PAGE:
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With LIRR woes, Port Washington line to the rescue

Commuters on the Port Washington line love their train.

The branch, which serves northern Queens and portions of North Hempstead have been enjoying a smooth, relatively crowd-free ride to and from the city this week. Other Long Island Rail Road riders endured a fifth day of delays and canceled trains on Friday stemming from a fire that damaged the track switching system near the Jamaica train station.

"It's been real easy. No problems so far," Roger Lifson, a Port Washington resident and vice president at J.P. Morgan Chase, said from his office. "The train's been on time, the cars are half empty."

The Port Washington branch - the only line in the system that does not pass through the Jamaica transit hub - was the only LIRR line to run delay-free this week.

The line runs through Port Washington, Manhasset and Great Neck as it heads west into the city, about a 35-minute ride during rush hour and about 45 minutes off peak between Penn Station and the end of the line.

The railroad has been advising commuters this week to consider taking the route if possible.

As a result, business owners said they've seen a slight influx of riders.

"We must have seen every single cab company from Long Island dropping off people at the station on Monday," said Andrea Majer, executive vice president of Deluxe Transportation Services, a taxi company based at the station.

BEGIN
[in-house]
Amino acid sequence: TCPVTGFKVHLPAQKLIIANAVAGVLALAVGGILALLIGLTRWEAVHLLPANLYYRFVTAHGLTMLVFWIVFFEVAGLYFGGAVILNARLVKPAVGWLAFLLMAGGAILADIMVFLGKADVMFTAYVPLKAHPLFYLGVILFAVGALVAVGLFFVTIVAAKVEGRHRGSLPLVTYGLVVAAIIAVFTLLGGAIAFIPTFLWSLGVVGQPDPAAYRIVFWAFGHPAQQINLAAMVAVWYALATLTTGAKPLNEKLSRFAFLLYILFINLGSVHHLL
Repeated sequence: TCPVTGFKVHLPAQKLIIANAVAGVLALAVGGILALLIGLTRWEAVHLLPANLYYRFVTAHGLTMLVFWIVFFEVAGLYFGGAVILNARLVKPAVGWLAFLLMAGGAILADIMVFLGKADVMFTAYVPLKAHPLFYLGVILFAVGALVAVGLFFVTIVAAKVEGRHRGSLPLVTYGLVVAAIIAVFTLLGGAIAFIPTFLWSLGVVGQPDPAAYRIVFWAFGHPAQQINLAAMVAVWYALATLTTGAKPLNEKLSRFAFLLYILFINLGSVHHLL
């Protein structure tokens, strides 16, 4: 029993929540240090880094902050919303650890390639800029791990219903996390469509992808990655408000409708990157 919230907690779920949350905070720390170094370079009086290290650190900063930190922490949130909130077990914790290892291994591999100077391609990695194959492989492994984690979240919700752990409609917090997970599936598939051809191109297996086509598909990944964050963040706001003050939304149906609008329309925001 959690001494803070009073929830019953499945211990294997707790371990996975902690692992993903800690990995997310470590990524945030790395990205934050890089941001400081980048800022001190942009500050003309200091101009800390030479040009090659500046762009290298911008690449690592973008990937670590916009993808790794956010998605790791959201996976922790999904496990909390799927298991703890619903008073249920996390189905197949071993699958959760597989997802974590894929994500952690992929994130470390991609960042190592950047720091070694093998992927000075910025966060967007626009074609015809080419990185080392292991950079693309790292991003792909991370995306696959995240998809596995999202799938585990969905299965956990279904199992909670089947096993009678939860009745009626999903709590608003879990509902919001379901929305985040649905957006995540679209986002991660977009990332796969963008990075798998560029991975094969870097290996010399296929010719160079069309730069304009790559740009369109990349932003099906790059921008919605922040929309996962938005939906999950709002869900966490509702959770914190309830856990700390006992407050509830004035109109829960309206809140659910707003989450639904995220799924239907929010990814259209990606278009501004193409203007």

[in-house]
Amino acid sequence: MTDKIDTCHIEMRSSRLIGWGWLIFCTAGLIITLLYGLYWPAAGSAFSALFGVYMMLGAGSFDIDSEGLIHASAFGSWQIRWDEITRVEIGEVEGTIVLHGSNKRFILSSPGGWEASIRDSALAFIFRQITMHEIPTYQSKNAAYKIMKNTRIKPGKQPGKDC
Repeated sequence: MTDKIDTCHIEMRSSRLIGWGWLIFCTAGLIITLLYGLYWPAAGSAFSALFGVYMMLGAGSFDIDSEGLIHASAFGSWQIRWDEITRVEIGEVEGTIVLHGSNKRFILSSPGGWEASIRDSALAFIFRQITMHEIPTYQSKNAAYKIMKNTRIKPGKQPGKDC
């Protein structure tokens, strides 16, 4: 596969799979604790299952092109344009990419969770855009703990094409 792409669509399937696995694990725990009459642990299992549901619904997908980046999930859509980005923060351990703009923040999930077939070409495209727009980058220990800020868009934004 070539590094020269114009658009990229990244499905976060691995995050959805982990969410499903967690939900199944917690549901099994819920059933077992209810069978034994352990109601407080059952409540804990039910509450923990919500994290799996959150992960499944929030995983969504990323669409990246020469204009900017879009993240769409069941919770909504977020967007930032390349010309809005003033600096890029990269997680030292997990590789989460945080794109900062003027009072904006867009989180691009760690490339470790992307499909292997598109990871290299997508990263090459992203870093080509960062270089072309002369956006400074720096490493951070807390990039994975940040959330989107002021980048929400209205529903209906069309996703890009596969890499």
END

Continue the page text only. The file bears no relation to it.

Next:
Branch ridership numbers for this week were not available from the LIRR, but given the usual summer ridership decline, rail officials said the influx of passengers was not enough to warrant extra service on the line.

"It was not so bad," Roberto Matox, a Queens resident who arrived in Port Washington at about 4 p.m., on his way to his job at the Village Club of Sands Point, said of the train crowds. "It was full in Flushing, but that's it."

For commuters on the Port Washington line, this week's rail delays highlight what they say is the need for continued service to the area.

The branch is among five LIRR routes slated for service reductions in September by the Metropolitan Transit Authority in order to close an $800-million budget shortfall. Weekday off-peak service to the community will go from half-hourly to hourly under the plan.

"Everyone looking to buy or rent here knows about that line," said Perry Rootstein, of Port Washington Properties. "It's such a quick, convenient commute. No change in Jamaica."

"It's one of the jewels of the LIRR," said Nassau County Deputy Executive Patrick Foye, a Port Washington resident who takes the line often to visit his two daughters at Fordham University. "It helps keep the real estate market strong and is an essential part of the economy and quality of life for the North Shore communities it serves."

With Alfonso Castillo

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